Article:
Scotland has recorded a slight increase in employment since the last quarter, new figures show.
The Office for National Statistics (ONS) said the employment rate for those aged 16 to 64 between September and November was 74.4%, a 0.5% increase on the figure for the previous quarter.
In comparison with the other UK regions it was the joint largest increase in the rate estimates for the period, along with the South West of England.
Meanwhile, the unemployment rate among those aged 16 and over in Scotland was 4.4% – 0.1% down on June to August.
Business Minister Jamie Hepburn said: “HMRC early estimates for December 2020 for Scotland, also published this morning, show that there were 2.3 million payrolled employees in Scotland, increasing by 9,000 compared with November, however 67,000 lower than a year ago.
“These figures still do not reflect the full impact of coronavirus or outlook for employment as the Job Retention Scheme continues to play an important role in supporting employers and employees.
“Combined with the huge economic uncertainty caused by Brexit, this remains an extremely uncertain time for the economy and jobs.
“The Scottish Government continues to support employers, allocating over £3 billion to help businesses since the start of this pandemic.
“We are taking every step within our power to create a stronger, more resilient, sustainable economy for Scotland and this week the Finance Secretary will set out the next budget which will outline our plans to support the Scottish economy going forward.”
The UK unemployment rate for those aged 16 and over increased to 5%, up 0.6% on the previous three months, while the employment rate for those aged 16-64 fell by 0.4% to 75.2%.
Chancellor Rishi Sunak said: “This crisis has gone on far longer than any of us hoped – and every job lost as a result is a tragedy.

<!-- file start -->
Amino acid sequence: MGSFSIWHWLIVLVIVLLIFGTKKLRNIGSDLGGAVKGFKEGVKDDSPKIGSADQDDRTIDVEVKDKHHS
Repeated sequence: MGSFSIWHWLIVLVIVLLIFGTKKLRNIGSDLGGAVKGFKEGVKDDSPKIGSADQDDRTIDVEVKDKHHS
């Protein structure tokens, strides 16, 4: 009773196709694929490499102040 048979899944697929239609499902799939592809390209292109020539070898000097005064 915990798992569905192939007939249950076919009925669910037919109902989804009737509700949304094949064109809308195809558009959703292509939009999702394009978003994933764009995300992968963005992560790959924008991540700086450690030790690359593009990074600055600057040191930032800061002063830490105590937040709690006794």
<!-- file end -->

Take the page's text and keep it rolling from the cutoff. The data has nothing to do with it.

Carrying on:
“While the NHS is working hard to protect people with the vaccine, we’re throwing everything we’ve got at supporting businesses, individuals and families.
“Our Plan for Jobs includes grants and loans so that firms can keep employees on, the furlough scheme to help protect jobs, and programmes like Kickstart alongside record investment in skills so that people can find their first job, their next job or a new job if needed.”
Dr Stuart McIntyre, head of research at the Fraser of Allander Institute at the University of Strathclyde, described the latest figures as “quite a different picture of the health of the economy and labour market than what we are all experiencing in real time”.
He added: “Scratch below the surface of the headline data and we can see real and widespread challenges emerging.
“From nearly 100,000 more people in Scotland claiming unemployment-related benefits than before the pandemic, to the nearly nine million fewer hours being worked each week in Scotland compared to a year ago.
“And remember that nearly 200,000 jobs were still furloughed in Scotland at the end of October, down from 500,000 in July, but still representing over 7% of all jobs in Scotland.
“While the beginning of a shakeout in the labour market is already under way, by far its largest impacts will be realised when the furlough scheme finally closes, currently scheduled for the end of April this year.
“What measures are put in place to support those who do not return to their old job when they come off furlough, alongside what measures are taken to stimulate the economy, will be key to how large and persistent the subsequent unemployment crisis becomes.”